What is Probable Cause?

Posted by Richard Lawson | Aug 31, 2019 | 0 Comments

When a police officer arrests someone for suspicion of a DUI, he is required to have probable cause to believe you are driving under the influence. The basis for a police officer's initial stop of you or your vehicle may help support his decision to arrest you for DUI, but this basis cannot stand alone without probable cause.

As a Forsyth County DUI Lawyer, I have spent my career defending those accused of drug and alcohol-related crimes. In today's blog, I'm going to discuss probable cause, a fundamental part of any DUI arrest.

Probable Cause is a requirement found in the Fourth Amendment of the United States Constitution that must ordinarily be met before police obtain a warrant, conduct a search, or make an arrest. Courts typically find probable cause if there are reasonable grounds for believing a crime has been committed.

In a DUI case, an officer sometimes obtains information by taking advantage of drivers who are unaware of the law. Before the officer even pulls the car over, evidence is already being gathered against the driver. Such evidence includes failure to maintain lane, following too closely, accidents, weaving on the roadway, or stop sign violations.

Once the stop is initiated, probable cause can be further supported by the officer's observations of the driver's intoxication. This includes slurred speech, open containers, the smell of alcohol on the driver's breath, bloodshot eyes, and how well the driver performs on field sobriety tests.

There are ways a driver can minimize the collection of this type of evidence, such as only rolling the window down a crack, making sure you have your license and registration within easy reach, not looking the officer directly in the face, and keeping your eyes forward instead of looking into the light the office shines in your eyes. While all these maneuvers may make the officer suspicious, they allow the driver to avoid self-incrimination. It should be noted, however, that an experienced DUI Task Force officer will quickly be able to recognize these attempts to avoid detection.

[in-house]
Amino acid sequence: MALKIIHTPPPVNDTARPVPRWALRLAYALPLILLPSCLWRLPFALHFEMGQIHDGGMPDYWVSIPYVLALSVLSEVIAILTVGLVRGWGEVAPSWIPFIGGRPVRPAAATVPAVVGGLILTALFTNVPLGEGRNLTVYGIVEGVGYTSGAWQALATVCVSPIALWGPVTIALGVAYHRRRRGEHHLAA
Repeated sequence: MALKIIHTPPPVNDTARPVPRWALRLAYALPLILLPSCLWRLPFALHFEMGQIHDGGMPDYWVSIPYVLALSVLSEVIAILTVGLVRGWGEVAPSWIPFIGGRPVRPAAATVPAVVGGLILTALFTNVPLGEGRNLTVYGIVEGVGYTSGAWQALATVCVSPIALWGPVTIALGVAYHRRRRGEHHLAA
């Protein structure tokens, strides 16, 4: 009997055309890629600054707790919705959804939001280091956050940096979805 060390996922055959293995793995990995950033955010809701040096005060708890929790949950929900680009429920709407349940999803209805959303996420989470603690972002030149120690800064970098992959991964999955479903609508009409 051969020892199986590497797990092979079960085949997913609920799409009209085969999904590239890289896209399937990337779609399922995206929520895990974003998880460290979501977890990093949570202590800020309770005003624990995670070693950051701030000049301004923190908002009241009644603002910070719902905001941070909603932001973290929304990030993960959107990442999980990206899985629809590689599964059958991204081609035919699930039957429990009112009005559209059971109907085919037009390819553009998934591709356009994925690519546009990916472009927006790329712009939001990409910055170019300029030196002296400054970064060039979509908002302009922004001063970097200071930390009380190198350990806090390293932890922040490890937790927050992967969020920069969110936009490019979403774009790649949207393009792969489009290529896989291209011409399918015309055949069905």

The next step in a standard investigation is for the officer to ask the suspected DUI driver to step out of his or her vehicle. This is the step that most drivers could entirely avoid if they were aware of the applicable law. Field sobriety tests, including the One Leg Stand (OLS), the Horizontal Gaze Nystagmus (HGN), and the Walk and Turn (WAT), are totally voluntary. Refusal to participate in field sobriety tests carries no penalty. In fact, most lawyers would recommend that you refuse to submit to any of the aforementioned tests, regardless of how much you've had to drink. These tests are designed for you to fail. We have even had clients who "failed" a field sobriety test, but the blood test revealed that their BAC was well below the legal limit.

Practice Note

Knowing your rights can be the determining factor of whether you will be arrested or not. At the Law Offices of Richard S. Lawson, our Forsyth County DUI attorneys are more than equipped to handle your case. If you have been charged with a DUI in Forsyth County, call our office today. We are available 24 hours a day, 7 days a week.

About the Author

Richard Lawson

Richard S. Lawson is passionate about intoxicated driving defense. Unlike some attorneys, Mr. Lawson devotes 100% of his legal practice to helping people stand up for their rights against DUI charges. For more than 20 years, Mr. Lawson has dutifully fought for his clients' freedom, resolving more 4,900 impaired driving cases during the course of his career. Today, Mr. Lawson has developed a reputation as a skilled negotiator and continues to help clients by fighting to keep them out of jail.


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